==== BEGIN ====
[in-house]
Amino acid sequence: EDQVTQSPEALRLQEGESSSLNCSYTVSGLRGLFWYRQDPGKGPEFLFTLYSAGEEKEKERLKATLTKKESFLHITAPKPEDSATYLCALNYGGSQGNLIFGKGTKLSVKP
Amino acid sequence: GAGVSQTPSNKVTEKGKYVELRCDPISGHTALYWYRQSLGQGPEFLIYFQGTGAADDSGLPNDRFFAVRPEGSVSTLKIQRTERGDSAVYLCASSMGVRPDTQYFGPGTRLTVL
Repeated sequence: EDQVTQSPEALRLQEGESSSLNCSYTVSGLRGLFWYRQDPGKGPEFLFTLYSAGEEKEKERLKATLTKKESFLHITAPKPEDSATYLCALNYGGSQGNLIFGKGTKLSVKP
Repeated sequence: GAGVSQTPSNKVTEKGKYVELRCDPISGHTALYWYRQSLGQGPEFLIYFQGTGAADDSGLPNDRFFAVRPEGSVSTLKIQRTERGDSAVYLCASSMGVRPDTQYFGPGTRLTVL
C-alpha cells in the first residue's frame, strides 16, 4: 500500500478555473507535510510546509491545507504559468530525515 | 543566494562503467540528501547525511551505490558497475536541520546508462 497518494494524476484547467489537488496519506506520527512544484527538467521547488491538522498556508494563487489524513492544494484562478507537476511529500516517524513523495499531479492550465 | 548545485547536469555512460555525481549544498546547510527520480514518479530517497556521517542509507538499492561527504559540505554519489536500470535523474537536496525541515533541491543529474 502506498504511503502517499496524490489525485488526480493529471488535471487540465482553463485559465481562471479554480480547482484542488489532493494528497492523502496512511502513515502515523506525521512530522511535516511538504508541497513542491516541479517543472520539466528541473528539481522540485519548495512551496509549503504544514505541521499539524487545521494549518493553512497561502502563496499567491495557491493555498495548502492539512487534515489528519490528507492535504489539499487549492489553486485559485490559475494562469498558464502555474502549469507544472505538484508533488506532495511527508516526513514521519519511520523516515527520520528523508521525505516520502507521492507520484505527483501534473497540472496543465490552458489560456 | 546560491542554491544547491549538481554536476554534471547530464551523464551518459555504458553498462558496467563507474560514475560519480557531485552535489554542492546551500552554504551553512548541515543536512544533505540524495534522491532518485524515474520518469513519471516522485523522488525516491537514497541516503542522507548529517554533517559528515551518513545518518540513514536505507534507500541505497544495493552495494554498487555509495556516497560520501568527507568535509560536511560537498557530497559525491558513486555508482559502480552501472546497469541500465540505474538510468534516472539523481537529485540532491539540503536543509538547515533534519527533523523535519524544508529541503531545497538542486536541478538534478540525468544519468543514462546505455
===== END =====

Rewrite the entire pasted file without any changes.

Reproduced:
[in-house]
Amino acid sequence: EDQVTQSPEALRLQEGESSSLNCSYTVSGLRGLFWYRQDPGKGPEFLFTLYSAGEEKEKERLKATLTKKESFLHITAPKPEDSATYLCALNYGGSQGNLIFGKGTKLSVKP
Amino acid sequence: GAGVSQTPSNKVTEKGKYVELRCDPISGHTALYWYRQSLGQGPEFLIYFQGTGAADDSGLPNDRFFAVRPEGSVSTLKIQRTERGDSAVYLCASSMGVRPDTQYFGPGTRLTVL
Repeated sequence: EDQVTQSPEALRLQEGESSSLNCSYTVSGLRGLFWYRQDPGKGPEFLFTLYSAGEEKEKERLKATLTKKESFLHITAPKPEDSATYLCALNYGGSQGNLIFGKGTKLSVKP
Repeated sequence: GAGVSQTPSNKVTEKGKYVELRCDPISGHTALYWYRQSLGQGPEFLIYFQGTGAADDSGLPNDRFFAVRPEGSVSTLKIQRTERGDSAVYLCASSMGVRPDTQYFGPGTRLTVL
C-alpha cells in the first residue's frame, strides 16, 4: 500500500478555473507535510510546509491545507504559468530525515 | 543566494562503467540528501547525511551505490558497475536541520546508462 497518494494524476484547467489537488496519506506520527512544484527538467521547488491538522498556508494563487489524513492544494484562478507537476511529500516517524513523495499531479492550465 | 548545485547536469555512460555525481549544498546547510527520480514518479530517497556521517542509507538499492561527504559540505554519489536500470535523474537536496525541515533541491543529474 502506498504511503502517499496524490489525485488526480493529471488535471487540465482553463485559465481562471479554480480547482484542488489532493494528497492523502496512511502513515502515523506525521512530522511535516511538504508541497513542491516541479517543472520539466528541473528539481522540485519548495512551496509549503504544514505541521499539524487545521494549518493553512497561502502563496499567491495557491493555498495548502492539512487534515489528519490528507492535504489539499487549492489553486485559485490559475494562469498558464502555474502549469507544472505538484508533488506532495511527508516526513514521519519511520523516515527520520528523508521525505516520502507521492507520484505527483501534473497540472496543465490552458489560456 | 546560491542554491544547491549538481554536476554534471547530464551523464551518459555504458553498462558496467563507474560514475560519480557531485552535489554542492546551500552554504551553512548541515543536512544533505540524495534522491532518485524515474520518469513519471516522485523522488525516491537514497541516503542522507548529517554533517559528515551518513545518518540513514536505507534507500541505497544495493552495494554498487555509495556516497560520501568527507568535509560536511560537498557530497559525491558513486555508482559502480552501472546497469541500465540505474538510468534516472539523481537529485540532491539540503536543509538547515533534519527533523523535519524544508529541503531545497538542486536541478538534478540525468544519468543514462546505455